Apple has officially joined the Fast Identity Online (FIDO) Alliance, an industry coalition whose end goal is to reduce your reliance on passwords.
Whether or not you use a password manager or create strong, unique passwords, the kind of authentication systems that the FIDO alliance develops and maintains adds an additional and much more robust layer of security to your online accounts.
In other words, this is a big deal. Here’s why.
What Is FIDO Authentication?
The FIDO Alliance helps to develop and popularize various authentication systems, including FIDO2. Essentially, the goal is to use these systems are either first or second factors in authentication.
First factors are typically your passwords, which a FIDO2 device could replace. The second factor is usually those one-time passcodes that you need to type in. To do away with those, the FIDO alliance helps develop Universal 2nd Factor standards.
One of the most common implementations of this is the physical security key. Essentially, you carry around a small USB drive-like device that you plug in or hold near your iPhone. When you do, it authenticates your login so you don’t have to receive or type any one-time passcodes.
Apple has been slowly adopting U2F and FIDO2 features into its operating systems. Back in iOS 13.3, the company introduced physical security key support to Safari. Now, it seems, Apple’s entry into the FIDO alliance could open the door for even tighter integration.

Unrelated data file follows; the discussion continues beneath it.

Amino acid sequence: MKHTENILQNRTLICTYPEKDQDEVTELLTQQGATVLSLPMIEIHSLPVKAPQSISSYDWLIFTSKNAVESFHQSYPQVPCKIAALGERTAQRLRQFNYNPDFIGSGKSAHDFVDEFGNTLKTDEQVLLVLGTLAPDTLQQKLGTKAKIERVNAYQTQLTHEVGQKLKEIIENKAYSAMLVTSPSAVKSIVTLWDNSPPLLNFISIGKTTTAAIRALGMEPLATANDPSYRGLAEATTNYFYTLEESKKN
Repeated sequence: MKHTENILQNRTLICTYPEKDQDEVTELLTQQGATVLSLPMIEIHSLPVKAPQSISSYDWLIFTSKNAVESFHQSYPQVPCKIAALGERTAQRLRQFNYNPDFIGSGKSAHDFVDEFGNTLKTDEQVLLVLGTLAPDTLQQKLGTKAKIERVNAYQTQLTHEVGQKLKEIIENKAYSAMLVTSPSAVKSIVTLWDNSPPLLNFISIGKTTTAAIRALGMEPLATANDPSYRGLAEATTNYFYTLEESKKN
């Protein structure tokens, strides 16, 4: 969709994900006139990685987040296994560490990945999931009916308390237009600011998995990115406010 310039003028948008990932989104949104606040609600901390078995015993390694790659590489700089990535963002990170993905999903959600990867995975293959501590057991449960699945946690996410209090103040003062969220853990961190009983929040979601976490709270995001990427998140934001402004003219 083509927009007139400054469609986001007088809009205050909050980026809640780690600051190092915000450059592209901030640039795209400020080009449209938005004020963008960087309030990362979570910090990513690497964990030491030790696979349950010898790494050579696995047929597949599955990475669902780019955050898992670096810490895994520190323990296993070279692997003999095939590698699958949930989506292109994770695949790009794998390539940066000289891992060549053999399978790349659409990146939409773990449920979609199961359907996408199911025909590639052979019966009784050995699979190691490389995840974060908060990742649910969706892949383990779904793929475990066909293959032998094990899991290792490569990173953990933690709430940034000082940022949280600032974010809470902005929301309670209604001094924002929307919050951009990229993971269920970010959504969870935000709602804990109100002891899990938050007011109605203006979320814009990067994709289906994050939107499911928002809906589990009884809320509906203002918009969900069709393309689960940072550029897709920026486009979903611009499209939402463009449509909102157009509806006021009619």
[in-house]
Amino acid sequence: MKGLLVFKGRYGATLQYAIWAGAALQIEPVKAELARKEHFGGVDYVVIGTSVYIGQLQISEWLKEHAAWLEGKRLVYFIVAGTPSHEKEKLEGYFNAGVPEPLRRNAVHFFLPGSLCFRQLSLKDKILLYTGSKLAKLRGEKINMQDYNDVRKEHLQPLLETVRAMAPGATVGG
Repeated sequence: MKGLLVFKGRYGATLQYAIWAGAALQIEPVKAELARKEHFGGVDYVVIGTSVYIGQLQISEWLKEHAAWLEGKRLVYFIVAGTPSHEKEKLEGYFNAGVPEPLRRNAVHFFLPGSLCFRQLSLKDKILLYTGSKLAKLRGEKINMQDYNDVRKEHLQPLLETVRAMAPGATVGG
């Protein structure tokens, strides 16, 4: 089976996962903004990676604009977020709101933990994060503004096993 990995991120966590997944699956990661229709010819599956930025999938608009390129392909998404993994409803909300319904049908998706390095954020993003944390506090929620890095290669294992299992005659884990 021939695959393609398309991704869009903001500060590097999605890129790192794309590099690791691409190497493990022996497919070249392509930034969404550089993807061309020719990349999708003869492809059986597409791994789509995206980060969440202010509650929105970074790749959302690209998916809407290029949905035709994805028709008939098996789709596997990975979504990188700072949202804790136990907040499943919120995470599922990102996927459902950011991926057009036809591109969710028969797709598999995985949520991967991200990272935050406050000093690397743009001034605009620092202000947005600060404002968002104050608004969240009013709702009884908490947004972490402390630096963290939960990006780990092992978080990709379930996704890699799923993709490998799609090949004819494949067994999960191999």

Why This Matters to You
If you use the internet, there’s a good chance that you have at least a few passwords. You probably have more. That’s a problem, since passwords are terrible.
Not only are passwords inconvenient to type in and remember, but many users default to using the same password across multiple services. That’s a bad practice as it makes all of your accounts vulnerable.
Two-factor authentication systems can help secure password-locked accounts, but they aren’t perfect. SMS one-time passcodes can be intercepted by focused hackers, while Apple’s two-factor authentication only works on Apple devices.
Through a mixture of cross-platform trusted devices and physical security keys, the FIDO alliance wants to eventually shore up the defenses of online accounts.
The result would be accounts that are much harder to hack, as well as of the benefits of not having to create, store and remember strong passwords.
With Apple’s recent entry into the alliance, there’s little doubt that its methods could be better integrated into Apple products. And Apple’s resources and expertise could speed adoption of FIDO2 and Universal Second Factor (U2F).
Even with data breaches, phishing campaigns and other digital risks on the rise, the use of a good password manager and FIDO2 services across all of your accounts could help you avoid the dangers of digital attacks.